Then came the election of Ronald Reagan. Some of the stories I wrote were deeply skeptical of supply-side economics, to the point where I found myself attacked on the Wall Street Journal editorial page. My superiors decided that this would be an excellent moment for me to move to London to cover European economics.
Neither London nor journalism outside Washington was particularly satisfying, however. I grew restless. Although I had leaped at the opportunity to work with Scotty Reston, I had never set out to be a journalist. I'd been raised in the New York suburbs in a nonpolitical, business-oriented family. My father, who had seen his family's fur business
go bankrupt during the Depression and now ran our family's paint-manufacturing company in Queens, had urged me toward a professional education. I'd even applied and been accepted to business school and law school, both of which I'd deferred to stay at the Times. Now I felt the journalistic frustration of peering through the glass instead of running something or building something in the real world.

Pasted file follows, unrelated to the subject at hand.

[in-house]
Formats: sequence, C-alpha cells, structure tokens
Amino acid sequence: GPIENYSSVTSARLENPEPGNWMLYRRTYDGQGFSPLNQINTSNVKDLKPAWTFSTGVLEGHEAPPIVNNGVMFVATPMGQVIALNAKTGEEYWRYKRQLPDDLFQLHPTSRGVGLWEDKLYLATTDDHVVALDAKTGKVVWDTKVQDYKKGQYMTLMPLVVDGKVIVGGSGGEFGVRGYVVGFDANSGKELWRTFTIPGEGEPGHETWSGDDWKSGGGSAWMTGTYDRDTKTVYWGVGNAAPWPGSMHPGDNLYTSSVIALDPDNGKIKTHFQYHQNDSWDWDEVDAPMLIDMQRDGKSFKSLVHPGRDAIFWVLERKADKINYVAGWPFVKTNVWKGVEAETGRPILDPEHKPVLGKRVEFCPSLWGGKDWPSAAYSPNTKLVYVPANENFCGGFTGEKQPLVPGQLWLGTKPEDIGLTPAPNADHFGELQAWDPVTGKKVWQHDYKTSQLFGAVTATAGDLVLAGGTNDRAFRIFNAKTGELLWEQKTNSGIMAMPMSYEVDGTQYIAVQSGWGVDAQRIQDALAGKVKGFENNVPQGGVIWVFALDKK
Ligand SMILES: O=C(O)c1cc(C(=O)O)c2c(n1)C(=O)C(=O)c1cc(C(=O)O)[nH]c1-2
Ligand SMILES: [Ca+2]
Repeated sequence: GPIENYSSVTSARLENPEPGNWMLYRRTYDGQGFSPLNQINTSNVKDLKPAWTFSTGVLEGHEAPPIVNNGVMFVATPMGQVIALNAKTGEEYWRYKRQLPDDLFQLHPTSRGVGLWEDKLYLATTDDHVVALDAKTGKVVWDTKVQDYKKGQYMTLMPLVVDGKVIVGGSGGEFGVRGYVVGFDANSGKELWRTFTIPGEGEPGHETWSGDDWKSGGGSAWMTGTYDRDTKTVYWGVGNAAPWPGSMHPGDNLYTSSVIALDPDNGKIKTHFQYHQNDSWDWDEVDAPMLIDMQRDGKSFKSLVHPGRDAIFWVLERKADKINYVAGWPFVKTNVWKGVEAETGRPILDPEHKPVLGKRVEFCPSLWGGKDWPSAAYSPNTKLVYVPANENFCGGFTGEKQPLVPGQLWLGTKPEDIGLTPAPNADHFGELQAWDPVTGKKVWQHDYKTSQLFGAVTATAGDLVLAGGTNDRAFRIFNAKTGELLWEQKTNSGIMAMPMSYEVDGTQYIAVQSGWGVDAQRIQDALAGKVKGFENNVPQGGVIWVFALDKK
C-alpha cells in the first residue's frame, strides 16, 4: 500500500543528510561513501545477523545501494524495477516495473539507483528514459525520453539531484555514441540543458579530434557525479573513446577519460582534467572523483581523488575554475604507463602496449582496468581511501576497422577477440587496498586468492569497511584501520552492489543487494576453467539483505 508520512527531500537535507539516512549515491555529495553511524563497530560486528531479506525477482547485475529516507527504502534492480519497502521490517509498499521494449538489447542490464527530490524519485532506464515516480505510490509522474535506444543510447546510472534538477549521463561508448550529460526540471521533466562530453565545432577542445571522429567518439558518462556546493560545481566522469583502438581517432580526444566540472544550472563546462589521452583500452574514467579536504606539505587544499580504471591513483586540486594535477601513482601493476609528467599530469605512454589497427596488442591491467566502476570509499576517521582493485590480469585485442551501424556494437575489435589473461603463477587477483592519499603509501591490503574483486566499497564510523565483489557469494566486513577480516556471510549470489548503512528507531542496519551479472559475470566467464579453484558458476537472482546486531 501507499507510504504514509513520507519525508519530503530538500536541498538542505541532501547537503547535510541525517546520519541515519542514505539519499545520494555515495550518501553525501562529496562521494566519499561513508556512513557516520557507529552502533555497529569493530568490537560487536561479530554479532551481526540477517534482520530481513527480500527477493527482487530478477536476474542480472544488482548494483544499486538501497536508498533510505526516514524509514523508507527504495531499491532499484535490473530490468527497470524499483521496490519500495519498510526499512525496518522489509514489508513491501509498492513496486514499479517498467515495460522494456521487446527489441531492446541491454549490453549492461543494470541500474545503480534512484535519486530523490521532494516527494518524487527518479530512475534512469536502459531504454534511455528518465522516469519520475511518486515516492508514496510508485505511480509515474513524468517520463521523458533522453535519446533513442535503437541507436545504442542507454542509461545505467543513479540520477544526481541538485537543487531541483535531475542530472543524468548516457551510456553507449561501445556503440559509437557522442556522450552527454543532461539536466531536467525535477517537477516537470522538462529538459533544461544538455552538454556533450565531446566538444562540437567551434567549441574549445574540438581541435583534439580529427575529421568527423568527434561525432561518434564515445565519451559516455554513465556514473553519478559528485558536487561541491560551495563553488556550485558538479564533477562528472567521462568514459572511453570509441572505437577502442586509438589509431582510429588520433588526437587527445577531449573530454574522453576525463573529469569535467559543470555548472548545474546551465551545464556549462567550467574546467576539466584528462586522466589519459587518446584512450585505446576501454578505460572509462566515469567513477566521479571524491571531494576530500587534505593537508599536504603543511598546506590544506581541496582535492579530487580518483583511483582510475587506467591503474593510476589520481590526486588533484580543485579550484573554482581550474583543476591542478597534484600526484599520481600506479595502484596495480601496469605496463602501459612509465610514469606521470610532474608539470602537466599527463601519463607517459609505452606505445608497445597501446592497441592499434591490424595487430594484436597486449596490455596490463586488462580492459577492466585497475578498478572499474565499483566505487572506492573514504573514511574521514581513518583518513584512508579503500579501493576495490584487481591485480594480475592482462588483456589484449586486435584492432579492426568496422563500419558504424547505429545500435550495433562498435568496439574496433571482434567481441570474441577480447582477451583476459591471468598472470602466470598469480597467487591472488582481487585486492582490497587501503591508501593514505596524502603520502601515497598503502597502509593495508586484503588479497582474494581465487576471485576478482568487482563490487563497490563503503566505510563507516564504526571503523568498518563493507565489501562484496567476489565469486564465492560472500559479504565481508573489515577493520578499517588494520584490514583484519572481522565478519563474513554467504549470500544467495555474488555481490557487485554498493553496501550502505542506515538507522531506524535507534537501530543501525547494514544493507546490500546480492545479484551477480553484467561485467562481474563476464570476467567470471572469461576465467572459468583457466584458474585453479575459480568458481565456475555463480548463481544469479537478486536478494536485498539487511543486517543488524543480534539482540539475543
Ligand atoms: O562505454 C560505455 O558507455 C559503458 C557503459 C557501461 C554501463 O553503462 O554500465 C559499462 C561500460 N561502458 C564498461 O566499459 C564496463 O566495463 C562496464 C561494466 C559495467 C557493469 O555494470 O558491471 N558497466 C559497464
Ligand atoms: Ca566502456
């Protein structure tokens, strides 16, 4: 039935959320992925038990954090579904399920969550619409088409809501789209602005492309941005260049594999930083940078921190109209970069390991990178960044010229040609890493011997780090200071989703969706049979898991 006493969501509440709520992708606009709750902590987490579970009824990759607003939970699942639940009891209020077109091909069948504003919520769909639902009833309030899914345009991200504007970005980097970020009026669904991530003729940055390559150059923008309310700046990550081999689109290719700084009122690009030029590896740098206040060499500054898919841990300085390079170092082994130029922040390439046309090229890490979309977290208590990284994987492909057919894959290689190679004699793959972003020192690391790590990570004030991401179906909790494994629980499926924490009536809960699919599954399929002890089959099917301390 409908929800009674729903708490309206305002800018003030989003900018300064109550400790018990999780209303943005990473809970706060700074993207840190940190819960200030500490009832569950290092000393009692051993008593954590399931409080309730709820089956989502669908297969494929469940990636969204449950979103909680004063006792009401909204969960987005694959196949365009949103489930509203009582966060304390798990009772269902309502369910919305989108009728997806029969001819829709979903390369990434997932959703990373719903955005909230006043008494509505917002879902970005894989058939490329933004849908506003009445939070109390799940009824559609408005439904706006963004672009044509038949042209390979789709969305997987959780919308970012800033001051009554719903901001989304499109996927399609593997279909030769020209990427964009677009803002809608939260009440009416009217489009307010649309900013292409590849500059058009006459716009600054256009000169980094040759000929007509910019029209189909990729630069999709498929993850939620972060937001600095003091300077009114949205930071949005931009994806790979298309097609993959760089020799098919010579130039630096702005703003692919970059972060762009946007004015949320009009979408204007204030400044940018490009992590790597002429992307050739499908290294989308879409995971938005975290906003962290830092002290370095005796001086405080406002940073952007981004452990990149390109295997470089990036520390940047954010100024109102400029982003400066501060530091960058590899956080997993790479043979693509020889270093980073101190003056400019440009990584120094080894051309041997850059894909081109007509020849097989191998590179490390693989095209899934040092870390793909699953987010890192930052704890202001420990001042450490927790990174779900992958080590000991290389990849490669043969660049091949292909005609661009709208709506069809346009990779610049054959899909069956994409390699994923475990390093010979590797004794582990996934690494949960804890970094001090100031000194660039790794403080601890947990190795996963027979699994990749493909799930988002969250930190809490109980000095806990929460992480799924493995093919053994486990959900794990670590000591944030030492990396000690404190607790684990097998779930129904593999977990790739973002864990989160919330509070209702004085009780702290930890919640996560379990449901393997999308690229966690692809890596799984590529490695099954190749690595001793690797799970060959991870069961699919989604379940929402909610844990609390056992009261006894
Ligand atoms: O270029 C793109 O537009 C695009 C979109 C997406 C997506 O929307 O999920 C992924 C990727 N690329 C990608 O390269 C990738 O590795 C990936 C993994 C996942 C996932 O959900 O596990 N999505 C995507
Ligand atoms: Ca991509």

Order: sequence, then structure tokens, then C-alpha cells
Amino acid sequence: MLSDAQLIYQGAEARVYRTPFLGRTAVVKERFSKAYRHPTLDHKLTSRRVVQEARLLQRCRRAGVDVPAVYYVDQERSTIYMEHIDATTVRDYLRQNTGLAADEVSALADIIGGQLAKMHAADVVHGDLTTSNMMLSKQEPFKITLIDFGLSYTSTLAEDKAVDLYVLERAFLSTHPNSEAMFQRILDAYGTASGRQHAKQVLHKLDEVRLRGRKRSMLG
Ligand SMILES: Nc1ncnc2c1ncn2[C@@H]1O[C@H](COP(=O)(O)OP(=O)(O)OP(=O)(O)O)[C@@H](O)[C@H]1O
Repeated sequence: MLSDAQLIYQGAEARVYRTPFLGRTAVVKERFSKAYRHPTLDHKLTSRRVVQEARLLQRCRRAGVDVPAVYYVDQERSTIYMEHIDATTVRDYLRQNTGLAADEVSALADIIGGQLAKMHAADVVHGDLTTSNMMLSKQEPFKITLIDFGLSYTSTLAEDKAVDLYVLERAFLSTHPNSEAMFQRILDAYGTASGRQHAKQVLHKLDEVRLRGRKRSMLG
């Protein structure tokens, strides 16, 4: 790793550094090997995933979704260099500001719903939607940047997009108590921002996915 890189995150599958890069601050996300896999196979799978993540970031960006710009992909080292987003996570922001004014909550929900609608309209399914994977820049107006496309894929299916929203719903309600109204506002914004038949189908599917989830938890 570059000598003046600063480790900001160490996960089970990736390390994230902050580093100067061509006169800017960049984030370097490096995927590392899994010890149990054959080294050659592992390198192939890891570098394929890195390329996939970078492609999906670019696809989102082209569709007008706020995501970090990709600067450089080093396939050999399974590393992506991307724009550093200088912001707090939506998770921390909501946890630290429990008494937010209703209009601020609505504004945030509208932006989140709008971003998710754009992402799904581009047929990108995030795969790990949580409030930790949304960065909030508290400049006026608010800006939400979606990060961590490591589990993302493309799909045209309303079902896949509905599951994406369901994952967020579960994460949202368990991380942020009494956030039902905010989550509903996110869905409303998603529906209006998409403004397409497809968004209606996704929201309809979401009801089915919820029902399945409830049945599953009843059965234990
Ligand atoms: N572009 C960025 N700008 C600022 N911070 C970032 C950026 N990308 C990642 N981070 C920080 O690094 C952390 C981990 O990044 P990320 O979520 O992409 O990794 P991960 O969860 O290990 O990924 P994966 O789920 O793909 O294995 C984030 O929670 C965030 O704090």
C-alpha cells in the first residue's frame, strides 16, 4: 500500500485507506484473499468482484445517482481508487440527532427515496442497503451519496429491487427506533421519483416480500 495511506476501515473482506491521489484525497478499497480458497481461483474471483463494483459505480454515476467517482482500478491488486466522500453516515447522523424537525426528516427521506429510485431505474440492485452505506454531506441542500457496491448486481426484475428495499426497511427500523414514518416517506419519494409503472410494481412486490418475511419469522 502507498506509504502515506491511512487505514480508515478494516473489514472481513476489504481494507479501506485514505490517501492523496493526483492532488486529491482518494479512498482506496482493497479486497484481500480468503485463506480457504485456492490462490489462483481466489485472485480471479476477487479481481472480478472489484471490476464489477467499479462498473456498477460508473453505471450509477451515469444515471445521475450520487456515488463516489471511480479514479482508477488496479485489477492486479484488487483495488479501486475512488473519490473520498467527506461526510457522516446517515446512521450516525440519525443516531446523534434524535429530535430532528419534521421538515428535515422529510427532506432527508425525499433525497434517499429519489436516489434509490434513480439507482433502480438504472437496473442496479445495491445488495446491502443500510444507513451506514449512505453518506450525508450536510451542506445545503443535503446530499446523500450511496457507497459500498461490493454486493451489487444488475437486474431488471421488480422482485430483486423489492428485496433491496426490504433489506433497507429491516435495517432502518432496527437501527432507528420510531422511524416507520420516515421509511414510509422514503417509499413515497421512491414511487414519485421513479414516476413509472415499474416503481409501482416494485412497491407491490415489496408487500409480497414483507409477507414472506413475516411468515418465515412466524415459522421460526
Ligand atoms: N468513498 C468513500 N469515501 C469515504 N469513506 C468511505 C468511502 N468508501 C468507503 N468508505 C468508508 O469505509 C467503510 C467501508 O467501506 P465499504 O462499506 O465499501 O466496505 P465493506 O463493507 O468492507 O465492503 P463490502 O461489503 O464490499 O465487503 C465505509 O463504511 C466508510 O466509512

I could have tried returning to Washington as a public servant. But the private sector was a more realistic option in those days of Republican ascendance. Several friends I'd known in Washington had shifted to investment banking. That industry had nowhere near the glitz or notoriety it would gain within a few years, but listening to those who had entered the fray, it sounded like an exciting, challenging way to marry some of the variety and competitiveness of journalism with a chance to do more than report.